By Sentinel News Service
The Los Angeles Lakers have named Jason Kidd, Lionel Hollins, Phil Handy, Miles Simon, Mike Penberthy and Quinton Crawford as assistant coaches on Head Coach Frank Vogel’s staff, it was announced. Also named to Vogel’s staff are Greg St. Jean as player development coach/advance scout, Dru Anthrop as head video coordinator/player development coach and Jon Pastorek, as assistant video coordinator/player development coach.
“I could not be more excited about the group we’ve assembled,” said Vogel. “Each of these guys brings a unique set of skills and experiences that will greatly impact the success of our players, as we look to build a championship-caliber team.”
Kidd most recently served as head coach of the Milwaukee Bucks from 2014-18, amassing a 139-152 record. Prior to his time in Milwaukee, Kidd spent the 2013-14 season as head coach of the Brooklyn Nets, leading the team to a 44-38 record while earning two Eastern Conference Coach of the Month awards.
Hollins owns a career record of 262-272 as head coach of the Memphis Grizzlies and Brooklyn Nets, and returns to an NBA bench for the first time since 2015-16. A four-time Western Conference Coach of the Month and the winningest coach in Grizzlies’ franchise history (214-201), Hollins coached Memphis to a franchise-best 56-26 record and advanced to the Western Conference Finals in 2012-13. He has also served as an assistant for Memphis, the Vancouver Grizzlies and the Phoenix Suns.
Handy joins the Lakers staff after serving as an assistant coach for the Toronto Raptors last season, following five seasons in the same role with the Cleveland Cavaliers (2013-18). Overall, he has coached in each of the last five NBA Finals, winning titles with the Raptors and Cavaliers in 2019 and 2016, respectively. A native of San Leandro, Handy returns to the Lakers after spending 2011-13 as an assistant coach.
Simon returns for his third season with the Lakers after playing a key role in the team’s on-court development and game preparation. Simon has coached each of the Lakers last two entries in the Las Vegas Summer League, advancing to the 2018 championship game. He’s previously worked with Team USA and has been the director of the Nike Basketball Academy since 2015, while also working with ESPN as a college basketball analyst.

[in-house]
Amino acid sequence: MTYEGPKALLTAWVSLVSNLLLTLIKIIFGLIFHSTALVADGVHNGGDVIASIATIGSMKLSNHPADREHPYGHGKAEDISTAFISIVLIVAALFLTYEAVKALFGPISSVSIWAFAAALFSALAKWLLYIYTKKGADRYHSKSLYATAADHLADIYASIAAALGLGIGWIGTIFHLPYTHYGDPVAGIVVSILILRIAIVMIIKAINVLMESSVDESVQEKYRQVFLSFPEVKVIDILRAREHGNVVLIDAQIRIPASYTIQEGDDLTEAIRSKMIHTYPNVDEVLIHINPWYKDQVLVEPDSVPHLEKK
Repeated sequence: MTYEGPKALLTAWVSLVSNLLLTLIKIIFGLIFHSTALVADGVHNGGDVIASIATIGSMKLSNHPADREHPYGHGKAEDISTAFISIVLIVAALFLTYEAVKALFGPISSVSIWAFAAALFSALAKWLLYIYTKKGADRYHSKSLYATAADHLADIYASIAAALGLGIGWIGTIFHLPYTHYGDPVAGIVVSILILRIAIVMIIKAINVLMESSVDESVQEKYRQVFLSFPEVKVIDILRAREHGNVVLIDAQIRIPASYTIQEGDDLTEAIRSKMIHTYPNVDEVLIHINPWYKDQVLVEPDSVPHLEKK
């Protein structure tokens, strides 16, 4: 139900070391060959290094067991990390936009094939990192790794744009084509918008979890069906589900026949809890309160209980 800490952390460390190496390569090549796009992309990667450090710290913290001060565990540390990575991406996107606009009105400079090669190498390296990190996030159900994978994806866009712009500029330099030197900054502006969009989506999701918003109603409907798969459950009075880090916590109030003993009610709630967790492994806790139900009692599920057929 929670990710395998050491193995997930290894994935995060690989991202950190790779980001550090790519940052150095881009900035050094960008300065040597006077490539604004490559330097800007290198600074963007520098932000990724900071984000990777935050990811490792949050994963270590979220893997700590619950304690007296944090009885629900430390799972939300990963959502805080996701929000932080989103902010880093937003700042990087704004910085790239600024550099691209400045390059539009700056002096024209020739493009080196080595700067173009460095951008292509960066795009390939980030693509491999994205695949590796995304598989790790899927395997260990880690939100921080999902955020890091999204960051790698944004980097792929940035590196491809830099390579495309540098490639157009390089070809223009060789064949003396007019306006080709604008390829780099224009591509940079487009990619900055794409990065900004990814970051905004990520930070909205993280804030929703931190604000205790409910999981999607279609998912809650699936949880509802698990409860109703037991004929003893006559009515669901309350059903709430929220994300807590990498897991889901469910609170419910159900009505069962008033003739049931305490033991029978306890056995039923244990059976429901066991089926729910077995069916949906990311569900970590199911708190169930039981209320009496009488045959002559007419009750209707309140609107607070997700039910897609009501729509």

Penberthy was a member of the New Orleans Pelicans staff during each of the last two seasons. He previously worked as a private trainer for some of the league’s top talent and was an assistant coach with the Minnesota Timberwolves in 2014-15. Penberthy played two seasons for the Lakers from 2000-02 and was a member of the 2001 championship team.
Crawford served as head video coordinator/player development coach for the Hornets last season and was in the same role for the Orlando Magic during the 2017-18 campaign, after spending the 2016-17 season with Orlando as assistant video coordinator. He is a graduate of the University of Arizona, with a master’s degree in education from Pepperdine University.
St. Jean spent the last four seasons as an assistant coach at St. John’s University, primarily managing scouting, game preparation, player development and video operations. Prior to his time in Queens, St. Jean was a member of the Sacramento Kings player player development and video staffs from 2013-15 and was a basketball operations summer intern for the New Jersey Nets in 2012.
Anthrop joins the staff after serving last season as assistant video coordinator/player development assistant for the Grizzlies. From 2016-18, he worked under Vogel with the Magic as special assistant to the head coach and assistant video coordinator. Anthrop also spent a season with St. John’s as a graduate assistant and was a basketball film coordinating intern for the Indiana Pacers from 2013-15.
Pastorek returns for his third season with the Lakers and his second as assistant video coordinator/player development coach. He assists with the team’s gameday preparation and on-court development, and most recently was a member of the 2019 summer league coaching staff.
This article originally appeared in The Los Angeles Sentinel.